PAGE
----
Then we were faced concerns about getting the vaccination in it’s experimental status. The FDA approval of the Pfizer vaccine helped, but there was also the emergence of the Delta variant and suddenly everyone seemed to know someone who was vaccinated and still got COVID. Doubts began to flourish and all my hope for returning to classrooms under normal conditions were dashed with a quick pivot back to masks. We all have to hold out longer.

Despite these lingering concerns and disruptions, there are lots of reasons to be optimistic. We have emerging science on the impact of booster shots that is very encouraging. There will soon be vaccinations available for younger children, helping all members of our community get just a little more peace of mind. Today the trend data shows that the rate of infection is slowing again, so maybe we’re turning a corner. Fingers crossed.

But even with the good news, we are still living with uncertainty. We can’t get that feeling that we have things under control, and it is stressing everyone out. I wish it weren’t so, but that stress is showing up in interactions all over the place. We are going to have to find a way to reset our perspectives and figure out how to live in this limbo a bit longer.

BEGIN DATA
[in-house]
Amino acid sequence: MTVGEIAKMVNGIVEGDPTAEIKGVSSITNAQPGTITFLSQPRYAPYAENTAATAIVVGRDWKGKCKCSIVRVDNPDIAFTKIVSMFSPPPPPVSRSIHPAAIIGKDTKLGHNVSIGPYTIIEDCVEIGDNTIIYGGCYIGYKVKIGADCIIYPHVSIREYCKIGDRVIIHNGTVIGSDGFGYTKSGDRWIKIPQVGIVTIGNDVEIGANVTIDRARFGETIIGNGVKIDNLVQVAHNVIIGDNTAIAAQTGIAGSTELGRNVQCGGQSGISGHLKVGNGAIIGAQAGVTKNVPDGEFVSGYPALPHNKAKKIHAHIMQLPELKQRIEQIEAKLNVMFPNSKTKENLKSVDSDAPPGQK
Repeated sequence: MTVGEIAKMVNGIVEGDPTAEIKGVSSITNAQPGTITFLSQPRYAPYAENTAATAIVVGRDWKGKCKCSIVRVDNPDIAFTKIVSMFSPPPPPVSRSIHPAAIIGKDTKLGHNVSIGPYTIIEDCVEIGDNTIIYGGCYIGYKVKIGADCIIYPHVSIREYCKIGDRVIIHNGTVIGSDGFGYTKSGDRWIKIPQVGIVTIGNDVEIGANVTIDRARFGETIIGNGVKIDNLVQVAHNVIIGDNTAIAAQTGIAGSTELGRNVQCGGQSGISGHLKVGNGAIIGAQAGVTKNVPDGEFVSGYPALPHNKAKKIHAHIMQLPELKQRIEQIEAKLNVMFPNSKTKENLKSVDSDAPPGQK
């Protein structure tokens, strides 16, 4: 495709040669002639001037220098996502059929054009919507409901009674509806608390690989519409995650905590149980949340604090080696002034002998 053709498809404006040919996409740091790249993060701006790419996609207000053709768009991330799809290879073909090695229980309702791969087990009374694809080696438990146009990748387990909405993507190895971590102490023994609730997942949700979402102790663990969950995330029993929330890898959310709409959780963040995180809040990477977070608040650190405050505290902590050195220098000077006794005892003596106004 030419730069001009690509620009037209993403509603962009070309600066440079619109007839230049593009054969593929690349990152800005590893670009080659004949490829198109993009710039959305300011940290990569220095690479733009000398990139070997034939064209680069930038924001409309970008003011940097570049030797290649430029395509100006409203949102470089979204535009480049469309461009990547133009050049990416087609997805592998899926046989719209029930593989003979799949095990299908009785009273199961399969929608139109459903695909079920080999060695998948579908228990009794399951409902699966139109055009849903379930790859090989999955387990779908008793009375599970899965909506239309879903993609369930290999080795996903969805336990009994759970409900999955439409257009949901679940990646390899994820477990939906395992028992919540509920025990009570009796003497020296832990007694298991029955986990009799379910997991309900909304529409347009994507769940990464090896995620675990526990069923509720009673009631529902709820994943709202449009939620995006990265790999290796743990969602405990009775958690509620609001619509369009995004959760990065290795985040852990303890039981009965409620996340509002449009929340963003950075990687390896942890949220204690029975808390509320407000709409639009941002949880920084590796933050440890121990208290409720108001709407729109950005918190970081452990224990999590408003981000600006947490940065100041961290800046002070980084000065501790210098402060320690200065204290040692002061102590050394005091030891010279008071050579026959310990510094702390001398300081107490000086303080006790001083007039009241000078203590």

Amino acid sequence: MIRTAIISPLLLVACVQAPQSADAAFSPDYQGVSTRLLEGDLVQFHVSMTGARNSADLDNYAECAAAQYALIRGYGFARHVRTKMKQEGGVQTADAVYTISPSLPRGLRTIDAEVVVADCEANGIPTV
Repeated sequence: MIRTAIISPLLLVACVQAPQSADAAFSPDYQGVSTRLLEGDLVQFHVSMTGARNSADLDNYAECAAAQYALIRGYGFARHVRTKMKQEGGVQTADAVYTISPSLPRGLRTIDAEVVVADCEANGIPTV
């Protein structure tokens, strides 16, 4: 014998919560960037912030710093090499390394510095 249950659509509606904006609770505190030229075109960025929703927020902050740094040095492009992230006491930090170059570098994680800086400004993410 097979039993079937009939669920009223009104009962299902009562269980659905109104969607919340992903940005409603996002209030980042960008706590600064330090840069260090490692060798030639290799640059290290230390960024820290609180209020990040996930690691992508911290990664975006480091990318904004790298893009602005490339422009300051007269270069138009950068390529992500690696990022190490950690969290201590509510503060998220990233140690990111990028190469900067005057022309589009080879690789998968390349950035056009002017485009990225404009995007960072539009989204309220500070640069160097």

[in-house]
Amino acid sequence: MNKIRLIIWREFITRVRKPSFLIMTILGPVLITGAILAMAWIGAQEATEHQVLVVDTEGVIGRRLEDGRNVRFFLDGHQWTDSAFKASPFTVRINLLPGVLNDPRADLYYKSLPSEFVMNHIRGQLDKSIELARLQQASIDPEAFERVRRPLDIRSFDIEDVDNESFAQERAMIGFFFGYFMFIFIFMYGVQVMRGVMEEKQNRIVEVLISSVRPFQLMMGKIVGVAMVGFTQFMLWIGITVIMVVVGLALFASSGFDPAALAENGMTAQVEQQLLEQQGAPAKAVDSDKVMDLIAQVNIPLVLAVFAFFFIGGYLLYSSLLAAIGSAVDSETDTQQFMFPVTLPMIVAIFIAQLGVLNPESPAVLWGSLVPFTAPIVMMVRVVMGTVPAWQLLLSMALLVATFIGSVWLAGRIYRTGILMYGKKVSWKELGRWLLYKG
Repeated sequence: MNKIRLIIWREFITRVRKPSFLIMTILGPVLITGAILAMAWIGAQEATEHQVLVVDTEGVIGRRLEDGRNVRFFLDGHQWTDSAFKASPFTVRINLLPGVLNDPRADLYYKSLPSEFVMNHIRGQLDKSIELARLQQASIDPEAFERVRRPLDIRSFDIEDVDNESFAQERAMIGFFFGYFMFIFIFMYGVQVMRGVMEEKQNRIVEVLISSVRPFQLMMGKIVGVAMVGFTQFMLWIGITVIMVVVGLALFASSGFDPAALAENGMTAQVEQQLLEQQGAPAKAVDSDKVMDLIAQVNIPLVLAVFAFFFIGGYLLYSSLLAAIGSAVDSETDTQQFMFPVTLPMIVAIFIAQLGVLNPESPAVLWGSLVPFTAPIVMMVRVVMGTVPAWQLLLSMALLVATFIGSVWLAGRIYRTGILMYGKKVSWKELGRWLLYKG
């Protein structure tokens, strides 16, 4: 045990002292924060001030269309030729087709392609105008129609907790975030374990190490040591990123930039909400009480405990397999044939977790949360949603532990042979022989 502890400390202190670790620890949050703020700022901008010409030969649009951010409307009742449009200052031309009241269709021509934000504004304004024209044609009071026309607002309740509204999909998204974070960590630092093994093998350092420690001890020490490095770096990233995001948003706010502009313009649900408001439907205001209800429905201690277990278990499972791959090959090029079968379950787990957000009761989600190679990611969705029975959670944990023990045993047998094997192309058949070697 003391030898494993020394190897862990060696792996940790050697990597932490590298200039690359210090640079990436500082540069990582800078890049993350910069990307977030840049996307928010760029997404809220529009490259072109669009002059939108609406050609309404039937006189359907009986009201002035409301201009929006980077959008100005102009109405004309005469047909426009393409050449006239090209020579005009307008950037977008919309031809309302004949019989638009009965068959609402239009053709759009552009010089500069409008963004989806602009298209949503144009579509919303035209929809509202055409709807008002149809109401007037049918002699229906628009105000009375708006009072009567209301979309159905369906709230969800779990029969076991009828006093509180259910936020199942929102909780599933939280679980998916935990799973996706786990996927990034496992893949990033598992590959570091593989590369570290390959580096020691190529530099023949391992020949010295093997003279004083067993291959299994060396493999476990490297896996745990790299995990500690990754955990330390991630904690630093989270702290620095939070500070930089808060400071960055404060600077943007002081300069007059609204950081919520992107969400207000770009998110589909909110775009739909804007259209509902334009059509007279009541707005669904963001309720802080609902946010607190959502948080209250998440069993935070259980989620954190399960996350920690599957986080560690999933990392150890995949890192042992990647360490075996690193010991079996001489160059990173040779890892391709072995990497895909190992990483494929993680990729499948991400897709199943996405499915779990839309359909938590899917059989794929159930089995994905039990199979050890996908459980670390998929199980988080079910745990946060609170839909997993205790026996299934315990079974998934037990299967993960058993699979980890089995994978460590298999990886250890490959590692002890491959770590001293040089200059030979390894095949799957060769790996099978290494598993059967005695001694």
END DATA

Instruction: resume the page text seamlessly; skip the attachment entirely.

This leaves me thinking about what I can do to support everyone through what I hope is a not too much longer period of not quite normal. I would love to be able to just mandate some hours of relaxation for all of us. Instead of a common hour for meetings, we need one for breathing. Would that I could alter our schedules for this immediately! But I can’t so I will suggest things that are totally obvious, but maybe need to be said. Here goes:

  1. Take more walks. Right now is the perfect time as the temperatures drop and the leaves change. A walk on a trail or a sidewalk is fine. Getting outside is the crucial part. I want to also recommend that you actually leave that phone home while you do it, but if you must carry it for emergencies, keep it in your pocket.